Strategies To Combat Loneliness
Fortunately, you are not doomed to live a life of loneliness. Here are seven powerful strategies that can help you become more connected with those around you. You don’t need to implement all seven. However, the more you put into practice, the better the likelihood that you will expand your social connections.
1. Step out of your comfort zone to meet like-minded people. If you’re a gardening enthusiast, join a local gardening club. If you want to make a difference in your community, why not join a service organization? Look for clubs and organizations in your city or town that interest you. Check online, in the old-fashioned Yellow Pages, in the newspaper, or call your local chamber of commerce.
2. Get a pet. Companion animals are a great tool for making friends. If you’re having trouble connecting with people in your neighborhood, consider adopting a likeable dog from the local shelter. In the context of walking your dog, going to a dog park, or even running errands with your pet, you’ll likely be surprised how much social interaction is created.
3. Seek out those lonelier than yourself. If you don’t feel very connected in your workplace, look for someone else who seems to be a loner. If that individual rejects your attempt at friendship, try to develop relationships in a setting where your attempts are more likely to be accepted. As already mentioned, extended care facilities have many lonely people and are easy to find. Why not contact a local nursing home and see if the administration would allow you to share something to brighten someone’s day? Your initial visit might involve giving away a potted plant or some of those already-read books on your bookshelf.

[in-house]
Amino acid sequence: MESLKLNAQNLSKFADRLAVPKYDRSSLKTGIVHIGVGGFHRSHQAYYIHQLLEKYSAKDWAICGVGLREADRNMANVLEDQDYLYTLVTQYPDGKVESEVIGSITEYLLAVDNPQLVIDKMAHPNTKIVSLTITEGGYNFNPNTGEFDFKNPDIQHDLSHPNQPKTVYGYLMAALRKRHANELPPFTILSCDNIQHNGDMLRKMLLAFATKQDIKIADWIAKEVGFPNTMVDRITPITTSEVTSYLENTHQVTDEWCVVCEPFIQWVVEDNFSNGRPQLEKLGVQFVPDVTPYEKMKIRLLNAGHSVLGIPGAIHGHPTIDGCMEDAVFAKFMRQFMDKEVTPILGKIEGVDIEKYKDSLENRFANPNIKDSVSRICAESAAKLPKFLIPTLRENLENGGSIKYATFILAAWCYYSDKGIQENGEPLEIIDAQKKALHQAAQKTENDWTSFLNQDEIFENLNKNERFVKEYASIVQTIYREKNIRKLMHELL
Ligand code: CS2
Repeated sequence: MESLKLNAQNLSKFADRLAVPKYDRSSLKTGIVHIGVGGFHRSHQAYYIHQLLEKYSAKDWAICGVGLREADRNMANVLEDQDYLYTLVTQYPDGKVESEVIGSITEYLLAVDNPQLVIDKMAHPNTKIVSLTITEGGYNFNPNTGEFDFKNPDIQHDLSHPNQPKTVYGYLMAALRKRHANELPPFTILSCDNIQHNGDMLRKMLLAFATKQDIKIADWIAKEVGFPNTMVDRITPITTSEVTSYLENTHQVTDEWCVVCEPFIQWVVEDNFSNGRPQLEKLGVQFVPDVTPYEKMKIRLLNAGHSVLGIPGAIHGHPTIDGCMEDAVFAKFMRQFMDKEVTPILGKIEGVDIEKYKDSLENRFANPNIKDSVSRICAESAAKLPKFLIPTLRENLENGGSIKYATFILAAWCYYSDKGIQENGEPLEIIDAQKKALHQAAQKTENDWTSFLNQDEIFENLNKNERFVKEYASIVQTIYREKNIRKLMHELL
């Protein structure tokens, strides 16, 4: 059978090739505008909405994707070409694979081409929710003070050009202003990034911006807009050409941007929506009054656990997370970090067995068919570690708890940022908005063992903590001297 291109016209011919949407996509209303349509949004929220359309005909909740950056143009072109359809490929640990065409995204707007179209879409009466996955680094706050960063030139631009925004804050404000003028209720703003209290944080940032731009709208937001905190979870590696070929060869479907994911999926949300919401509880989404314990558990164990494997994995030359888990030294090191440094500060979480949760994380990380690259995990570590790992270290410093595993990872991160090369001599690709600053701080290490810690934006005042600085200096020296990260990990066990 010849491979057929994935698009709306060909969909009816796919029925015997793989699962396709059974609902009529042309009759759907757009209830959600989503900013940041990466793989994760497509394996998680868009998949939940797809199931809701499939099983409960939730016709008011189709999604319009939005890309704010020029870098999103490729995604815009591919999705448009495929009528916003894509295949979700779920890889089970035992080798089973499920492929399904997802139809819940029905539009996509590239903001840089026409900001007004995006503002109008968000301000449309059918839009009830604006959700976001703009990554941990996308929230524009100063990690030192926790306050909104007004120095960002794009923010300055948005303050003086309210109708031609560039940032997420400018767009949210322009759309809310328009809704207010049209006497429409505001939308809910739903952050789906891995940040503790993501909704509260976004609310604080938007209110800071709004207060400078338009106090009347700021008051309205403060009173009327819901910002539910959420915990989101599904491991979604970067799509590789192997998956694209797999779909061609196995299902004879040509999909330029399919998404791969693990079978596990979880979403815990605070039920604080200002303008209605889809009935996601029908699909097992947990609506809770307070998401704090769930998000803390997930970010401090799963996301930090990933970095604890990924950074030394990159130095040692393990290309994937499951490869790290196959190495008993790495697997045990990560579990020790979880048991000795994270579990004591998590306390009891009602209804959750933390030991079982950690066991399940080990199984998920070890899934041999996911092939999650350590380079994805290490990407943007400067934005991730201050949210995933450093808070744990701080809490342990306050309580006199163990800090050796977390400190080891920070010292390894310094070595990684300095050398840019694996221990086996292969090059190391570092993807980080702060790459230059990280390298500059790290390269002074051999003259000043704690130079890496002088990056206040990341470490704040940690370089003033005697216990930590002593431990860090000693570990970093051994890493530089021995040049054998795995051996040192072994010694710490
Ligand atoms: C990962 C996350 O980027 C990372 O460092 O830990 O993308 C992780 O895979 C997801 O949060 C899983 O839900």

4. Volunteer. Many workplaces don’t encourage the development of close social ties. Today’s neighborhoods and apartments often seem engineered to insulate and isolate rather than to create connectedness. However, stepping into a volunteer position often provides an opportunity to engage with other staff (and often those you serve) in more meaningful ways. Furthermore, medical research shows that volunteerism itself is health enhancing.
5. Reconnect with family. Make family time a priority—even if there are tensions in your relationships. Although emotionally difficult, one of the most powerful socially-connecting practices is making wrongs right and fixing broken relationships. If you’ve isolated yourself from a family member who wounded you, why not lovingly confront him or her and communicate your willingness to forgive?
On the other hand, if you have good relations with children or grandchildren, plan to strengthen those ties. Many of today’s activities don’t maximize social interaction. Entertainment-based family time tends to be big on the entertainment and small on the family.
6. Connect on a vertical level. Throughout history some of the world’s most lasting friendships were founded on a common spiritual foundation. Regardless of your spiritual roots, why not consider a fresh reading of the Bible? Arguably no single book has promoted social connectedness in North America more than the Bible. A great place to start is with the New Testament’s four gospels. Many scholars believe that the Bible was written not only to connect you with the Divine, but also with other people.